Thus at most one m  n parity pattern an begin with any given bit ve tor.
b) True or false: The sum (mod 2) of two m  n parity patterns is a parity pattern.
) A parity pattern is alled perfe t if it ontains no all-zero row or olumn. For
example, three of the matri es above are perfe t, but the 3  2 and 3  5 examples
are not. Show that every m  n parity pattern ontains a perfe t parity pattern
as a submatrix.
0
Furthermore, all su h submatri es
0
have the same size, m0  n0 ,
where m + 1 is a divisor of m + 1 and n + 1 is a divisor n + 1.
d) There's a perfe t parity pattern whose rst row is 0011, but there is no su h
pattern beginning with 01010. Is there a simple way to de ide whether a given
binary ve tor is the top row of a perfe t parity pattern? n 1
z }| {
e) Prove that there's a unique perfe t parity pattern that begins with 1 0 : : : 0.
191. [M30 ℄ A wraparound parity pattern is analogous to the parity patterns of exer-
ise 190, ex ept that the leftmost and rightmost elements of ea h row are also neighbors.
a) Find a simple relation between the parity pattern of width n that begins with
and the wraparound parity pattern of width 2n + 2 that begins with 0 0 R.
b) The Fibona i polynomials Fj (x) are de ned by the re urren e
F0 (x) = 0; F1 (x) = 1; and Fj+1 (x) = xFj (x) + Fj 1 (x) for j  1.
Show that there's a simple relation between the wraparound parity patternsN that
begin with 10 : : : 0 (N1 1 zeros) and the Fibona i polynomials modulo x N + 1.
Hint: Consider Fj (x + 1 + x), and do arithmeti mod 2 as well as mod x + 1.
68 COMBINATORIAL ALGORITHMS (F1A) 7.1.3
) If is the binary string a1 : : : an , let f (x) = a1 x +    + an xn . Show that fra tals
0{1 matrix
f( j 0 Rj ) (x) = (f (x) + f (x 1 ))Fj (x 1 +1+x) mod (xN + 1) and mod 2; rank
triangularization
null spa es
when N = 2n +2 and j is row j of a width-n parity pattern that begins with . Thompson
d) Consequently we an ompute j from in only O(n2 log j ) steps. Hints: See ex- multibyte en oding+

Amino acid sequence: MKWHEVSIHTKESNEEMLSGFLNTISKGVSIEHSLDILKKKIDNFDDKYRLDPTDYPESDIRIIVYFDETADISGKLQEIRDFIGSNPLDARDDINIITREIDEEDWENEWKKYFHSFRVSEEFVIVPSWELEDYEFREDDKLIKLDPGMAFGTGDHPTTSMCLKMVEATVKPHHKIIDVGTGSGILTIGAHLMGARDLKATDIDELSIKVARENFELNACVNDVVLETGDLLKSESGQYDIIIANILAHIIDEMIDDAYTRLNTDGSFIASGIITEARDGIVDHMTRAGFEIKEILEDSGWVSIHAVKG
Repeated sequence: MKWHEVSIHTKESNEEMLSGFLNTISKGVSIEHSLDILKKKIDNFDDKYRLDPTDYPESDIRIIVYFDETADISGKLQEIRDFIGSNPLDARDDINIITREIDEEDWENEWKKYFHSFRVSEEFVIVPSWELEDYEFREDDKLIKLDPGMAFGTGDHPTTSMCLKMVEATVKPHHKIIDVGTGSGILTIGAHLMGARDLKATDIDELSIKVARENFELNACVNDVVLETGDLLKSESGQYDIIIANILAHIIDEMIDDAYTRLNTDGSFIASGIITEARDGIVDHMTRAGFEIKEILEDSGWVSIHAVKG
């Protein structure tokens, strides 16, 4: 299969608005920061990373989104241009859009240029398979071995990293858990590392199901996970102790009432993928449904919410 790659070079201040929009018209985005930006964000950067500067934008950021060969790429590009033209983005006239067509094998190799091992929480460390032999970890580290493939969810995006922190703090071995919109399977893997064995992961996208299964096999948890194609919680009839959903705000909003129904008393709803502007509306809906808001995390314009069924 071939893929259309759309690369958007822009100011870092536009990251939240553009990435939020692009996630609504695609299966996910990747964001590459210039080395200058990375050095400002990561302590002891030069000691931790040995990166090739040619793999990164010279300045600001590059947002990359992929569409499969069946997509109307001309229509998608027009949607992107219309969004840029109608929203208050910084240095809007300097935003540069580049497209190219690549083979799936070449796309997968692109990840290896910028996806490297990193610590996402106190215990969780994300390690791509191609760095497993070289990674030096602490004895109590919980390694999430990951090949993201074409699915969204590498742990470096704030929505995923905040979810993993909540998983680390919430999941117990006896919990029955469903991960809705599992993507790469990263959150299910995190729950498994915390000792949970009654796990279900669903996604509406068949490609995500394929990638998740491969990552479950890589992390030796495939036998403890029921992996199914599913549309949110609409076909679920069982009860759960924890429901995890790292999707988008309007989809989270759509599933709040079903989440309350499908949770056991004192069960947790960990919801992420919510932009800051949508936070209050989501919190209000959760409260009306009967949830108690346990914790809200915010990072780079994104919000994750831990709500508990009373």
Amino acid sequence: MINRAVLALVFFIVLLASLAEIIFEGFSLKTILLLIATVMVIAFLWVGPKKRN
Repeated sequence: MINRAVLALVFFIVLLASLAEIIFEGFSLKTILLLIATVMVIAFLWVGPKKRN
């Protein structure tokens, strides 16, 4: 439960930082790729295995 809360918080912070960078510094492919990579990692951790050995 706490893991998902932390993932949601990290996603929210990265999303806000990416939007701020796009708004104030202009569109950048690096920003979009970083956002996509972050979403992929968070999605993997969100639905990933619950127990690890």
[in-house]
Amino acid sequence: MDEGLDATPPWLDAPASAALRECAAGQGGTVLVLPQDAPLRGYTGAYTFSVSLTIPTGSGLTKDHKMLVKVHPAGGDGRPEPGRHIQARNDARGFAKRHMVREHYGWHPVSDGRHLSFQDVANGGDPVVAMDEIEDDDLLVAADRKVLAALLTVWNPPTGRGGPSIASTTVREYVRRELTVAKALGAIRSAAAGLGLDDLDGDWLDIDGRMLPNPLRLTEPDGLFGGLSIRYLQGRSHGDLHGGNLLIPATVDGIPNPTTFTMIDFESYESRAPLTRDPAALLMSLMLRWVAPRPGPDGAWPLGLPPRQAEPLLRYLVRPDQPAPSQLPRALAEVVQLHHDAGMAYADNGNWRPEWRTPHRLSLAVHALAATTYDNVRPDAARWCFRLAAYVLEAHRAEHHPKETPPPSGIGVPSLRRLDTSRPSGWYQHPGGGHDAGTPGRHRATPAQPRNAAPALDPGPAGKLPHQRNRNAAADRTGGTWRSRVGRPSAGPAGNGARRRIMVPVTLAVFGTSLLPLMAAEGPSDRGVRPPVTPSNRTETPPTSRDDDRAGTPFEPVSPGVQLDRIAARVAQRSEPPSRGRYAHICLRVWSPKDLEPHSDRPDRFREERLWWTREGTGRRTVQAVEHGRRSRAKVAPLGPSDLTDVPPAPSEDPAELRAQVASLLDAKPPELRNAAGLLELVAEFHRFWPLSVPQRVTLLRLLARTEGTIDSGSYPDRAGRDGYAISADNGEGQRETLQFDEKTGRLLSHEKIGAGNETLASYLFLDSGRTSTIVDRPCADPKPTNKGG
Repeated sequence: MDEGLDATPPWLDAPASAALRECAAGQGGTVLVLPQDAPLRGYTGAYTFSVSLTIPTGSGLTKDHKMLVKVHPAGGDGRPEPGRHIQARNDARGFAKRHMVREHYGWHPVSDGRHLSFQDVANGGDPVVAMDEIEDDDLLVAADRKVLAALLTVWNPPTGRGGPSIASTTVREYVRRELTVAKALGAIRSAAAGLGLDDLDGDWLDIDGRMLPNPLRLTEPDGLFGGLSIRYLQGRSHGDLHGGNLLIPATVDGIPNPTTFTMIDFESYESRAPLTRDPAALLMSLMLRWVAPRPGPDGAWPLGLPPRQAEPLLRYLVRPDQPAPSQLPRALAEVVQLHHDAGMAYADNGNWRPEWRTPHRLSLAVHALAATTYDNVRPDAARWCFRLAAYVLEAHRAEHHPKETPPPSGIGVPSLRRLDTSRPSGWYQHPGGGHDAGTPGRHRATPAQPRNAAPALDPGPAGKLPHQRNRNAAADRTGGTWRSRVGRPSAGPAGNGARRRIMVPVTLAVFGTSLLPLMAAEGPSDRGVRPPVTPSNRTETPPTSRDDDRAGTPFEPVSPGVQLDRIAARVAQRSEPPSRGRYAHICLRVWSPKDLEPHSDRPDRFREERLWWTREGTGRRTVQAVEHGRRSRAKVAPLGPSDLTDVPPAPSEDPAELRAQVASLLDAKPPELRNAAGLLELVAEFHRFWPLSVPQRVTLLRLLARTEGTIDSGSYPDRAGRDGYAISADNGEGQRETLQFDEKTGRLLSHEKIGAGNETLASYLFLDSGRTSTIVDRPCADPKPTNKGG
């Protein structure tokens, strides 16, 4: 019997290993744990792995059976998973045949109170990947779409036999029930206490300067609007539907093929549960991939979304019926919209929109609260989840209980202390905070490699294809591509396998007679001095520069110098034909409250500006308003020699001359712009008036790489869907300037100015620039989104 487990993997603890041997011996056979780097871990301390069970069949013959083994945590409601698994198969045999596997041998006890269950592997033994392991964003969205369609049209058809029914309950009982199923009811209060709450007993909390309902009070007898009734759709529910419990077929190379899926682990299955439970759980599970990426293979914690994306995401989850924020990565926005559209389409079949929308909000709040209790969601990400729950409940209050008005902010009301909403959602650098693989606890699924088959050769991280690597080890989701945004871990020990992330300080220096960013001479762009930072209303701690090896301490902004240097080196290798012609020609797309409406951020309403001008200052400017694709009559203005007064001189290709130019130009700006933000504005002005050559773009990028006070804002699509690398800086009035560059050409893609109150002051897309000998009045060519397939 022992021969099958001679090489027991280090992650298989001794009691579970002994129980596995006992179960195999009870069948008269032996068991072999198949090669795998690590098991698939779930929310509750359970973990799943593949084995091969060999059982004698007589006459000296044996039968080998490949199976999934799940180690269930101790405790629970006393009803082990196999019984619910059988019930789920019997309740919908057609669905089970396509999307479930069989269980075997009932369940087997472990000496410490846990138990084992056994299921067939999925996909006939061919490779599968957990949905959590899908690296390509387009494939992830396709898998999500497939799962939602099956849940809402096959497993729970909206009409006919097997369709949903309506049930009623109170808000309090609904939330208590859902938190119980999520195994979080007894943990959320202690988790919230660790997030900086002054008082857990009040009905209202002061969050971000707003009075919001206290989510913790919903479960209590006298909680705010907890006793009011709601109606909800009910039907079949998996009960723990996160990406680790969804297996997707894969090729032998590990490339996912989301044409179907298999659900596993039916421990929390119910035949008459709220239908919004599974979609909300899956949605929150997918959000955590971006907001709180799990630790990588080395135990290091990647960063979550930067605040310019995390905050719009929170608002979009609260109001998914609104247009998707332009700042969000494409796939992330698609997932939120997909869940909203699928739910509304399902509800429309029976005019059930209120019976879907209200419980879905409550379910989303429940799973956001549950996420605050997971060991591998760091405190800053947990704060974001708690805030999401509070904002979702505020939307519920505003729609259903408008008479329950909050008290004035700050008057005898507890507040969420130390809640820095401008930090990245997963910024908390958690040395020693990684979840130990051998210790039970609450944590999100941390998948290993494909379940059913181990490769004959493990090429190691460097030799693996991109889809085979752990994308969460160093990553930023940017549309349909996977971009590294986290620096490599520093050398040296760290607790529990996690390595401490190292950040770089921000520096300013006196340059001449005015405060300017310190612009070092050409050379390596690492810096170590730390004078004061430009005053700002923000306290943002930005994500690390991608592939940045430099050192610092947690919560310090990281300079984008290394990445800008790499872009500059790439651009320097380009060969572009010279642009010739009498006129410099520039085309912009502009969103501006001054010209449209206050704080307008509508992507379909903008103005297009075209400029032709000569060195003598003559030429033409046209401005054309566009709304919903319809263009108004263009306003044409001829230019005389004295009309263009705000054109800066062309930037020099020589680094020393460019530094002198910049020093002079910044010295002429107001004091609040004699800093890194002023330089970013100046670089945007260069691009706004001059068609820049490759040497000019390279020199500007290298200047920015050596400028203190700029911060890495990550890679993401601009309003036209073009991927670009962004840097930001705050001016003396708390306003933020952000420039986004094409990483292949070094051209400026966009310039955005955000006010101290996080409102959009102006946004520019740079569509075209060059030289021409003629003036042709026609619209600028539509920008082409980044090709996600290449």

lexi ographi order
er ise 4.6.3{26; and use the identity Fm+n (x) = Fm (x) Fn+1(x) + Fm 1 (x) Fn(x),
whi h generalizes Eq. 1.2.8{(6).
192. [HM38 ℄ The shortest parity pattern that begins with a given string an be quite
long; for example, it turns out that the perfe t pattern of width 120 whose rst row is
10 : : : 0 has length 36,028,797,018,963,966(!). The purpose of this exer ise is to onsider
how to al ulate the interesting fun tion
(q) = 1+maxf m j there exists a perfe t parity pattern of length m and width q 1 g;
whose initial values (1; 3; 4; 6; 5; 24; 9; 12; 28) for 1  q  9 are easy to ompute by hand.
a) Chara terize (q) algebrai ally, using the Fibona i polynomials of exer ise 191.
b) Explain how to al ulate (q) if we know a number M su h that (q) divides M ,
and if we also know the prime fa tors of M .
) Prove that (2e ) = 3  2e 1 when e > 0. Hint: F2e(y) has a simple form, mod 2.
d) Prove that when q is odd and not a multiple of 3, (q) is a divisor of 22e 1,
where e is the order of 2 modulo q. Hint: F2e 1 (y) has a simple form, mod 2.
e) What happens when q is an odd multiple of 3?
f) Finally, explain how to handle the ase when q is even.
x 193. [M21 ℄ If a perfe t m  n parity pattern exists,
when m and n are odd, show that there's also a perfe t
(2m+1)(2n+1) parity pattern. (Intri ate fra tals arise
when this observation is applied repeatedly; for example,
the 5  5 pattern in exer ise 190 leads to Fig. 20.)
194. [24 ℄ Find all n  383 for whi h there exists a
perfe t n  n parity pattern with 8-fold symmetry, su h
as the example in Fig. 20. Hint: The diagonal elements Fig. 20. A perfe t
of all su h patterns must be zero. 383  383 parity pattern.
x 195. [HM25 ℄ Let A be a binary matrix having rows
1 , : : : , m of length n. Explain how to use bitwise operations to ompute the
rank m r of A over the binary eld f0; 1g, and to nd linearly independent binary
ve tors 1 , : : : , r of length m su h that j A = 0 : : : 0 for 1  j  r. Hint: See the
\triangularization" algorithm for null spa es, Algorithm 4.6.2N.
196. [21 ℄ (K. Thompson, 1992.) Integers in the range 0  x < 2 an be en oded as
31

a string of up to six bytes (x) = 1 : : : l in the following way: If x <8 278, setl l 1 and
1 x. Otherwise let x = (x5 : : : x1 x0 )64 ; set l d(x)=5e, 1 2 2 + xl 1 , and
j = 27 + xl j for 2  j  l. Noti e that (x) ontains a zero byte if and only if x = 0.
a) What are the en odings of # a , # 3a3 , # 7b97 , and # 1D141 ?
b) If x  x0 , prove that (x)  (x(1)0 ) in(2)lexi ographi order.